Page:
Oh, ZOOLANDER 2. Not long ago it just seemed like a bad internet rumor, just like Batman and Superman in the same big-budget movie, or another ANCHORMAN, or Donald Trump seriously considering a run for president. Now ZOOLANDER 2 is really upon us. That should really be a wake-up call about all that media that forecasts an invasion by flesh-eating living dead sometime in our future. We really have to take care what gets put out there.
Not that ZOOLANDER 2 is terribly bad, by ZOOLANDER standards. It's just difficult to see what more co-writer-star-director Ben Stiller has to bring to the table regarding grotesquely exaggerated fashion-industry freaks and male-model stupidity, crossed with 007 level cartoon intrigue, that the same comic didn't do to satisfaction in 2001's ZOOLANDER in the first place. Well, now there is a scene in which Justin Bieber gets killed, right up front, there's that rather desperate appeal to critical goodwill and wish-fulfillment.
A series of assassination-murders of real-life pop idols (Bieber being the only one onscreen here) is sweeping the world. Meanwhile, male-model superstar Derek Zoolander (Stiller) is revealed, since the last movie, to have become a hermit after a giant charity-foundation school he built collapsed. The incident killed Zoolanders wife and scarred the handsome face of Zoolander's male-model best frenemy Hansel (Owen Wilson).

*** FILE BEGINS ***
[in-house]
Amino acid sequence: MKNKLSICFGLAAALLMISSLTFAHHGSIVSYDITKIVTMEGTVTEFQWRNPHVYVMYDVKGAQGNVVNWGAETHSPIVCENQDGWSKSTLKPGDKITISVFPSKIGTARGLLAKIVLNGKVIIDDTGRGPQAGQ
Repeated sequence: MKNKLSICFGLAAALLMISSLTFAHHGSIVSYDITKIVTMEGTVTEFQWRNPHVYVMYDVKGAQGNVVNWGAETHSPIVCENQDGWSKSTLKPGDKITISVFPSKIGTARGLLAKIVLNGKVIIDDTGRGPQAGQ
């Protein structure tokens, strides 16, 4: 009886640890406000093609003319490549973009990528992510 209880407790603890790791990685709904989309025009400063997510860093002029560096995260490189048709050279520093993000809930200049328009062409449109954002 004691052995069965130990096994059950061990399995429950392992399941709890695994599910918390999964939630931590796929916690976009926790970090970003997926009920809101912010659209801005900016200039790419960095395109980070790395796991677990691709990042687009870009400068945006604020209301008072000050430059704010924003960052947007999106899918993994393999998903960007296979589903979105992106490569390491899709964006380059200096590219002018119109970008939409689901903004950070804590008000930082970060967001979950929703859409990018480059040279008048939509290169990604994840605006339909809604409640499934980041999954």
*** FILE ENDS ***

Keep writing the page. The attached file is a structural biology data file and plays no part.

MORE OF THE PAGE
Billy Zane, one of a series of real-life celebrity cameos (one who didn't do an encore cameo after his walk-on in the last movie: David Bowie) ventures to Derek's remote cabin and talks Zoolander into reconnecting with the world and going in search of his long-lost son. Who was taken away from the widowed supermodel because of the hero's utter idiocy as a father.
This act reunites the bitterly estranged he-bimbos, Zoolander and Hansel, in Italy in a fashion world that now scorns the two as old and lame. Kristin Wiig, unrecognizable under heavy makeup and costumes, does a screamingly funny turn as a Donatella Versace-like designer whose faux-Italian accent distorts every word into a polysyllabic malapropism that is just on the verge of incomprehension.
Ratcheting up the satire past 11 is a section of INTERPOL devoted strictly to fashion crimes, a giant thimble-shaped prison for fashion's worst villains, pansexual mutant icons, and even more celebrity/fashion cameos than the last movie committed. And lots of jokes about how dumb Zoolander is/male models in general are. Only a few of the duds drop like lead weights, yet with the satire as heavy as this, draped on a Tim Burton-esque production design and direction (one can't accuse Stiller of not having all the technological gimmicks of todays digital filmmakers down), the overall feeling is more one of excess than success.
Yet, could it be otherwise? Fashion is such a camped-up sideshow and "entertainment news" the same thing, that even the likes of Christiane Amanapour and Anna Wintour play along this time. I guess the Derek Zoolander movies are the Rabelaisian satire that this narcissistic realm of celebrity-glamor culture deserves, but me, I guess I found one of these gaudy baggy-pants spoofs to be enough already; no need for a matching pair. (2 1/2 out of 4 stars)